Screams erupt into the air. And then sobbing. The figures that surround me begin to move at a quick clip. The fuzzy outlines morph back into people. I feel myself snap back to reality. But it’s too late. This home, this existence, these people… this is not my reality.

The sound of rain pounding on the window stirs me from a drug-induced slumber. The nurse at the end of my bed is wearing crisp pale blue scrubs and a frown. She mumbles something about the doctor and breakfast while never taking her eyes off the clipboard in front of her. “Not hungry,” I say in a tone so sharp I might as well have said, “piss off.” She shot me a disdaining eyebrow as she snapped her pen shut. With a pivot so sharp it could have been another gesture, the nurse was gone.  The door whooshed behind her and ushered in some chatter from the desk facing my room.

The room is dark save for a beam of light coming from what must be the bathroom. There is green plastic poking out from the corner of the sheet at the foot of the bed. As I reach to straighten the sheet, sharp pain jolts my elbow as it makes contact with the roll bar on the bed. Not exactly sure of where I am, I find my eyes feeling heavy, and apathy turns to slumber.

A Story to Tell
At my return to my room in the home, if you can call this place my home, I am welcomed by the sight of my two grandsons, Andrew and Adam. It is a wonderful surprise. They are smiling and laughing and carrying on with each other. The two boys have grown into fine young men. Andrew, now in his late thirties has the kind eyes of his mother. He is possessed by a gentle energy, but his words have the same wit and sass that he had as a young boy. He has been running a successful computer business for 20 years and has a beautiful and smart daughter that I am proud to call my family. Adam is the son of my youngest daughter. He too has started a family and has taken well to the role of a father and family man.

After a few moments of chatter, I discover that Andrew thinks I have a story to tell. I think he’s a little crazy. After all, to me, stories are created around superheroes, not ordinary people. It is clear to me that this isn’t a love story or a tome to a hero.  The phone thrust in my face has a lady’s voice asking me questions. She tells me this story, my story, is for my great granddaughter. More people poking and prodding, this time into the recesses of my mind.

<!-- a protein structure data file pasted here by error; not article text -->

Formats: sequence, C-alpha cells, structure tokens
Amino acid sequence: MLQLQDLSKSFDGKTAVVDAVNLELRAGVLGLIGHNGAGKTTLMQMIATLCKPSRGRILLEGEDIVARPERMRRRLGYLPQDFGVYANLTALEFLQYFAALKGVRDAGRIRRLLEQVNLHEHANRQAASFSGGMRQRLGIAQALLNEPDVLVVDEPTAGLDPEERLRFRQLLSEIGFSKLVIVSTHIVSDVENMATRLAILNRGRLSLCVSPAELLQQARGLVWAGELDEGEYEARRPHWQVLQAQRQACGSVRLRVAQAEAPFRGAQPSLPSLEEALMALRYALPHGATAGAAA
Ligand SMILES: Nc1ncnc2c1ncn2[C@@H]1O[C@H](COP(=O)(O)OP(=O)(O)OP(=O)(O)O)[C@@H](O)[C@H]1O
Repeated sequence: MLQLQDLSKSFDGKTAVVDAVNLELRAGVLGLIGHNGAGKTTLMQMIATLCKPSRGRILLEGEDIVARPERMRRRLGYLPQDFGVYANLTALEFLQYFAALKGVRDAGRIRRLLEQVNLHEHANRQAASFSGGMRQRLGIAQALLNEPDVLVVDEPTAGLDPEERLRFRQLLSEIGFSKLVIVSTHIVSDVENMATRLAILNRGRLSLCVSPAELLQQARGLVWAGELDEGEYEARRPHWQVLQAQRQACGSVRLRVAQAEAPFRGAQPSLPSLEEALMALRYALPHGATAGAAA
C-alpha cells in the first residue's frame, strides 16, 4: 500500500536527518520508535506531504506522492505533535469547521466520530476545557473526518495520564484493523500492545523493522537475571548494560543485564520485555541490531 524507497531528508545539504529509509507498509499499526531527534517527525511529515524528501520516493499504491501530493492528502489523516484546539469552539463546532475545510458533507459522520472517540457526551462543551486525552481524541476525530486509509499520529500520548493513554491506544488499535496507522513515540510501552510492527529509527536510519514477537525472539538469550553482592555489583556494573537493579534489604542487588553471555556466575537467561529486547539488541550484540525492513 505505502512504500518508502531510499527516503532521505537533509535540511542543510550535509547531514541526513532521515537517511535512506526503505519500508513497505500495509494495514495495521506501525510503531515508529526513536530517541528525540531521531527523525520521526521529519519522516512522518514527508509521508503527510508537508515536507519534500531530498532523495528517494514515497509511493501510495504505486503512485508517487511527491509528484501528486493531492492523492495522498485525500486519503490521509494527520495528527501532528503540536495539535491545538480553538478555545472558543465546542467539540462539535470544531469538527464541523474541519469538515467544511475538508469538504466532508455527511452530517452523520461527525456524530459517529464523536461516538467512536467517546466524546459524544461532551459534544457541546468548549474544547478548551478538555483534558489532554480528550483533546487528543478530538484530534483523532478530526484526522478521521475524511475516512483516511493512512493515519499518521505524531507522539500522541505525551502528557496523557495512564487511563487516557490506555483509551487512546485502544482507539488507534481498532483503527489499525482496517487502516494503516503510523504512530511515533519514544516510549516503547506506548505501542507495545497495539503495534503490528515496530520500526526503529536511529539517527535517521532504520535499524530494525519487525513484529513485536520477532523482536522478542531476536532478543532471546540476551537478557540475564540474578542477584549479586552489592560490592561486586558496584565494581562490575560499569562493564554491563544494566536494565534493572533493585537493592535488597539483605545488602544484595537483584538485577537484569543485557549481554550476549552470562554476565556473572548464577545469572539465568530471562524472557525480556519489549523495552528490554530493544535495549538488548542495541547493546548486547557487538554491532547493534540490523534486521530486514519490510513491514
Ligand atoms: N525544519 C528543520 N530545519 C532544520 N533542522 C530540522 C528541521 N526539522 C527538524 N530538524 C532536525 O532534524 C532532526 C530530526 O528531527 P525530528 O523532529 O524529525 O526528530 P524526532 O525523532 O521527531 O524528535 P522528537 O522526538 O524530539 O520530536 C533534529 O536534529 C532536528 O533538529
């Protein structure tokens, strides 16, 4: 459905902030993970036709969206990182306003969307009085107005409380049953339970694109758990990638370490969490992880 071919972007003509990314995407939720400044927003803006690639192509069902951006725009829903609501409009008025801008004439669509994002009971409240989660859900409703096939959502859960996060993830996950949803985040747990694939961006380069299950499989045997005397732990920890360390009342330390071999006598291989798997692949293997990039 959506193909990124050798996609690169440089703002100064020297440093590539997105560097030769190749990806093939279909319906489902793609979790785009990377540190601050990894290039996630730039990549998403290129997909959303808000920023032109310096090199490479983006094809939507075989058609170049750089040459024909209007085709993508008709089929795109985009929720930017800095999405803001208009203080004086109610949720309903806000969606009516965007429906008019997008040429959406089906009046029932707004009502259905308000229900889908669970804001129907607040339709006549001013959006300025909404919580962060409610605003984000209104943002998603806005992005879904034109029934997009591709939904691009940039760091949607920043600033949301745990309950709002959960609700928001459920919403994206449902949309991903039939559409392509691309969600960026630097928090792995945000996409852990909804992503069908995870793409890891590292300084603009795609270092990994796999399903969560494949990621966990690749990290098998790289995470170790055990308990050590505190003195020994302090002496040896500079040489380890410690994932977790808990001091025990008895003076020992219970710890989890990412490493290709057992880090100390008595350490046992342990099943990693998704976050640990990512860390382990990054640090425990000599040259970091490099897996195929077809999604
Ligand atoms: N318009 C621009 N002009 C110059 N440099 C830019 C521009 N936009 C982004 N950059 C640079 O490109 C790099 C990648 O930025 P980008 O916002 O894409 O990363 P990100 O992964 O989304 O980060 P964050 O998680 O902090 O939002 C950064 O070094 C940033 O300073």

As I resign myself to the process, I settle into the fact that it’s a story about growing old. It’s about hard choices. And loving with space but with a tightness that reverberates the energy between beings. It’s about mistakes and second or even third or fourth chances to do right by others. But the memory is a funny thing. And my family has found that working through someone’s memory is like touring an old Victorian house. You never know what you are going to find locked away behind closed doors or peeking out from behind secret stairwells or passageways. And I do have a secret garden that I tend to – one that I’m not quite sure that I’m ready to unlock. So in the meanwhile, we shall talk about some of the things Andrew would like me to share (presumably before I leave this world). I assume that is his thought process – that I am dying. We are telling these stories and laughing, and I am silently wondering what has my life meant? What will it mean after I am gone?

Chapter 1, courtesy of Brandi L. Holder